In the first case, we just explicitly specify capital A through Z and remove the IgnoreCase option. In the second case, we use the CultureInvariant regular expression option.

Per the documentation,

By default, when the regular expression engine performs case-insensitive comparisons, it uses the casing conventions of the current culture to determine equivalent uppercase and lowercase characters.

The documentation even notes the Turkish I problem.

However, this behavior is undesirable for some types of comparisons, particularly when comparing user input to the names of system resources, such as passwords, files, or URLs. The following example illustrates such as scenario. The code is intended to block access to any resource whose URL is prefaced with FILE://. The regular expression attempts a case-insensitive match with the string by using the regular expression $FILE://. However, when the current system culture is tr-TR (Turkish-Turkey), “I” is not the uppercase equivalent of “i”. As a result, the call to the Regex.IsMatch method returns false, and access to the file is allowed.

It may be that the other regular expression engines are culturally invariant by default when ignoring case. That seems like the correct default to me.

While writing this post, I used several helpful online utilities to help me test the regular expressions in multiple languages.

Useful online tools

  • https://repl.it/languages provides a REPL for multiple languages such as Ruby, JavaScript, C#, Python, Go, and LOLCODE among many others.
  • http://www.tutorialspoint.com/execute_perl_online.php is a Perl REPL since that last site did not include Perl.
  • http://regexstorm.net/tester is a regular expression tester that uses the .NET regex engine.
  • https://regex101.com/#javascript allows testing regular expressions using PHP, JavaScript, and Python engines.
  • http://rubular.com/ allows testing using the Ruby regular expression engine.
Found a typo or error? Suggest an edit! If accepted, your contribution is listed automatically here.

Comments

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17 responses

  1. Avatar for D.R.
    D.R. February 29th, 2016

    > It may be that the other regular expression engines are culturally invariant by default when ignoring case. That seems like the correct default to me.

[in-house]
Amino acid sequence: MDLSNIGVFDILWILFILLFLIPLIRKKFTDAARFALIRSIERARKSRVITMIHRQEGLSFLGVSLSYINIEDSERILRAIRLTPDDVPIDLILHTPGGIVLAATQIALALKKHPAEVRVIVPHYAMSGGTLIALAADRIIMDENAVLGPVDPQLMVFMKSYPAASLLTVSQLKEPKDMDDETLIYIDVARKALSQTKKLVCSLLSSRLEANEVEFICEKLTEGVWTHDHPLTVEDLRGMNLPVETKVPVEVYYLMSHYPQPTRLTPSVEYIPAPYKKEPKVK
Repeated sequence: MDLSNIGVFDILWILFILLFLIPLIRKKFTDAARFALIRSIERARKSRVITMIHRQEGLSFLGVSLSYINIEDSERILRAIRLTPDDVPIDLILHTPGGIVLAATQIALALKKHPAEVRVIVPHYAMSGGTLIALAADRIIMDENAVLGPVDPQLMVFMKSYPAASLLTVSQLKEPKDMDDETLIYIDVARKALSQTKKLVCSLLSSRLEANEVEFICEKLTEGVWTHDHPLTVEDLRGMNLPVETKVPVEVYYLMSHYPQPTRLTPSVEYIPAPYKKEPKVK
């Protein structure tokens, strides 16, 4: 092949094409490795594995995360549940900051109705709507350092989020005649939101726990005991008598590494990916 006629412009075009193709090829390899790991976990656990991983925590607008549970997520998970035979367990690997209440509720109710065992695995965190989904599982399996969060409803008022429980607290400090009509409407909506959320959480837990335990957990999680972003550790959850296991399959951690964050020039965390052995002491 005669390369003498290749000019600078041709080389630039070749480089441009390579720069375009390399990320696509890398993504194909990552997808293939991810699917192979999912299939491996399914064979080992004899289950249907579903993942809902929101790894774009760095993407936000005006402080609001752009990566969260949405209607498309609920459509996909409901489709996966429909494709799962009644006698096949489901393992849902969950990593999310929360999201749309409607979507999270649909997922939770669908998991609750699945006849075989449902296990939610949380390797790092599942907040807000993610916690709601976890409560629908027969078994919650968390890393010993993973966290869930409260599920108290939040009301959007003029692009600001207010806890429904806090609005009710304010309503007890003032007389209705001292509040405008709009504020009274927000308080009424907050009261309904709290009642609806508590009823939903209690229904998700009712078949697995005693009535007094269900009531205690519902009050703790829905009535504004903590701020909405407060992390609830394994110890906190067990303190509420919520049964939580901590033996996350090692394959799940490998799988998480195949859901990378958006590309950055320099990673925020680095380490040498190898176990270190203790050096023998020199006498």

Why so? Unicode defines sets for uppercase/lowercase letters, and I'm glad that .NET has a regular expression engine which respects Unicode wherever it can.

    It is questionable, however, that a-z includes a turkish i as well. I guess, a good way is to not use A-Z, a-z or 0-9 altogether, and instead use \p{Lu}, \p{Lt}, \d. Nobody would expect that a lowercase turkish i would not match here.

    Loved Friedl's book! Recommended for every programmer!

  2. Avatar for Rick Dailey
    Rick Dailey February 29th, 2016

    To me, the very notion of case-sensitivity means you should specify a set of culture rules to evaluate that insensitivity. In my opinion, the real WTF is that any of these languages allow you to do this without an exception if you specify case-insensitive without a culture. Remember, even the "Invariant" culture is just "en" without "-us" or "-uk" at the end.

    So by not specifying any culture, you're basically saying "anything goes" is my guess and since Turkish İ in your example does not fit into your local rules, it's an unbounded search for conversion of that character in any culture. I suspect a Turkish developer might think this is perfectly sane default behavior.

  3. Avatar for haacked
    haacked February 29th, 2016

    > So by not specifying any culture, you're basically saying "anything goes" is my guess

    Well, by not specifying a culture, you're saying the current culture with .NET, and invariant culture for other platforms.

    Both of these are well specified behaviors. I'm taking issue with the default. I think it should be invariant.

    > I suspect a Turkish developer might think this is perfectly sane default behavior.

    I'm not so sure. I would imagine that they'd expect this to return true, but it returns false, no?

    Regex.IsMatch("shıftkey", "^[a-z0-9]+$"); // false

    Also, consider that my current culture is en-US in which case `İ` is not the capital of i so why is it matching?

  4. Avatar for Eric Falsken
    Eric Falsken February 29th, 2016

    As mentioned below, the real solution is to not rely on `[a-zA-Z]` but to use character classes that encompass entire ranges of unicode character sets. `\w` is a much more reliable test since it matches any valid word character in any language. Even in Perl, you should turn on Unicode rules, but even without it, you can use `\p{Word}`.

  5. Avatar for Rick Dailey
    Rick Dailey February 29th, 2016

    Ah, I understand. You're saying it should be Invariant because people who have been slinging Regex for a long time would expect it to do so, rather than sticking to the global .NET convention everything else uses CurrentCulture (such as ToLower() and StartsWith()). Seems like Regex should take in a CultureInfo as an overload, just like those methods do instead of that silly enum flag.

    > Also, consider that my current culture is en-US in which case `İ` is not the capital of i so why is it matching?

    ("İ".ToLower(new CultureInfo("en-US")) == "i") // true

    Unfortunately, I could not find a reference source, but perhaps because in US English a dotted İ is meaningless so the most useful behavior for English speakers would be to just treat it as a regular capital-I? I got nothing on that one.